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Mourning The Loss Of A Dog Can Be Much More Painful Than Mourning The Loss Of A Person


A month ago, I went through one of the most soul-crushing and painful experiences of my life. The death of my beloved 15-year dog that I loved more than anything in the world. I vividly remember the way he looked me with those sad eyes, just a few hours before he took his last breath.

I just wanted to be powerful enough to do something that would take his pain away… but, I guess life is what it is. Sometimes it gives, but sometimes it takes away. And you can’t do anything to change that.

So, we bade farewell. I’ve lost the only true, sincere friend of mine that I’ve known the longest. But what bugged me the next couple of weeks was most people’s reaction to my grief.

“You are overreacting, it’s just a dog” was just one of their usual answers to my desperate need for their unconditional support. But, to me, he was more than just an animal. He was even more than some people in my life.

The real dog owners who’ve faced the loss of their pet friends will know exactly what I am talking about.

I know people who have felt guilty that they grieved their pets more than they’ve grieved the loss of a relative or a friend.  If you, my friend, are one of those people, don’t feel bad. You are not heartless.

Research has shown that this feeling is common for most of the people out there. The reason for our attachment to these pure living beings is mainly because the type of bond we share with our pet friends is truly unconditional – something that cannot be always said for our relationships with human beings.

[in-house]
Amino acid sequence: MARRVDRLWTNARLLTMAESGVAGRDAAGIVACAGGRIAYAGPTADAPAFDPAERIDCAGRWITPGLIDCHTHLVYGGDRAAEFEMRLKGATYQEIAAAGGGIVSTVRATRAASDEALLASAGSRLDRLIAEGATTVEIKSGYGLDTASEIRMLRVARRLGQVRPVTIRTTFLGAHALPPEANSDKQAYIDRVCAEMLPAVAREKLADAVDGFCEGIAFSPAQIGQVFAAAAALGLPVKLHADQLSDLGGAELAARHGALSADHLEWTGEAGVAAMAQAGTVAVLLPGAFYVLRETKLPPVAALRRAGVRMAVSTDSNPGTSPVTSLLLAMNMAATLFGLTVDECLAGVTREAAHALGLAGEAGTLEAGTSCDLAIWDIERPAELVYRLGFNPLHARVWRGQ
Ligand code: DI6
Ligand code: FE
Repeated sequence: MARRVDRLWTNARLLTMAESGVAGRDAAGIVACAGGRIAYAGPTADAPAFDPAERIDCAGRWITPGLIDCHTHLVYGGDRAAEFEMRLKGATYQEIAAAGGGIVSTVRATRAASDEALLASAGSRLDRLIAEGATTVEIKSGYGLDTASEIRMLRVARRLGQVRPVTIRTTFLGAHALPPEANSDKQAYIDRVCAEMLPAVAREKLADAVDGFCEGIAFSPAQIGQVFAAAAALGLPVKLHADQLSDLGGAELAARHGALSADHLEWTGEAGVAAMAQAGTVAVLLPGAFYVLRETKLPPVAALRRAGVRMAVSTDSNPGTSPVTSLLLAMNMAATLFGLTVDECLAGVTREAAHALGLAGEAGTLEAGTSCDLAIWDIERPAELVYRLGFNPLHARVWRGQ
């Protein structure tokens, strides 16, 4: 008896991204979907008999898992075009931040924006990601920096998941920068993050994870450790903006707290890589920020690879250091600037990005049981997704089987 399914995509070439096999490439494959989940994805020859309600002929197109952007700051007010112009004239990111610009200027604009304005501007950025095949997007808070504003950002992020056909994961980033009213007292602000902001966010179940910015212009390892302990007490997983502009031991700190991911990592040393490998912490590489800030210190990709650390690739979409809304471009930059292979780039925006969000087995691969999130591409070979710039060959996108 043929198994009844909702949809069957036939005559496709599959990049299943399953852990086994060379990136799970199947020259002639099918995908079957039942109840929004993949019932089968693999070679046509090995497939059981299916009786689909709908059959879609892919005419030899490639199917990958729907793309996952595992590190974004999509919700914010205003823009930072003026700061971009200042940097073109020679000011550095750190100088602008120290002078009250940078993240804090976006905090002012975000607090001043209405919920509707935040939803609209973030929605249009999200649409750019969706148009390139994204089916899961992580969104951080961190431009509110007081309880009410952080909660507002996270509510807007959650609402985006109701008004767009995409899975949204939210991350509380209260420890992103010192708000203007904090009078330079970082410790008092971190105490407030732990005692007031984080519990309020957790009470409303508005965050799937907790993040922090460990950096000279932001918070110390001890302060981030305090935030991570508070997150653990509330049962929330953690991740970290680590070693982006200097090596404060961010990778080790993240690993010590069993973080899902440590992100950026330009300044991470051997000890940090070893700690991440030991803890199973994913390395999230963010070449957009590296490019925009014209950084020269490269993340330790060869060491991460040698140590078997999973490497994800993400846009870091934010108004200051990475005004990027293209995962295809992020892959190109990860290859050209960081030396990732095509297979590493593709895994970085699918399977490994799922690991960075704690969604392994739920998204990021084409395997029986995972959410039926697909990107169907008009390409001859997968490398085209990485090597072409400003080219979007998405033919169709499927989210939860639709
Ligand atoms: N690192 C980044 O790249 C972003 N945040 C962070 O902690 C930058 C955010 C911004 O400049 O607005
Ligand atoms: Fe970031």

But what is it about dogs that make us humans form an incredibly big emotional attachment with them?

First things first, dogs are the only animals that have evolved from wild creatures (grey wolves) to socially skilled living beings who have eventually become our greatest companions and dearest furry friends. If you want to know more about the evolution of these species, make sure to check the “Domestication Hypothesis” by Brian Hare.

But, one even more important reason why the relationships with our dogs are more fulfilling than the relationships with the people in our lives is that these pure and remarkable living beings give us much more love than we sometimes deserve. They shower us with unconditional affection, and they provide us with positive feedback. To them, we are the whole wide world.

Moreover, another reason why dogs are the only animal species that have socially evolved is the fact that the MRI scans from their brains show that these amazing furry creatures respond to their owner’s praise just like they respond to food. They can recognize our emotions and identify our intentions from our facial expressions.

As a result, they always try to help their owners or protect them from people who don’t treat them well.

And naturally, we as emotional and affectionate human beings tend to react positively to this unconditional devotion, pure love, and loyalty from our furry friends. They make us smile. They make us happy. They show us what unconditional love looks like.

So, now I hope you understand why it is so hard for us to part ways with them.

The loss of a canine companion can disrupt our whole life. According to psychologist Julie Axelrod, losing a dog is not losing a pet friend. It is much more than just losing an animal. For some people, it could also mean losing the source of happiness and pure, unconditional love, and for some, it could mean losing a long-life companion who provided them with security and support.

So, yes… long story short… I truly miss my dog. My heart is broken into pieces. And it is hard for me to move on. But I cannot overcome the pain of the daunting absence in my house. That is how I am sure that I will be putting up with this again in the years ahead of me.

Stephanie Reeds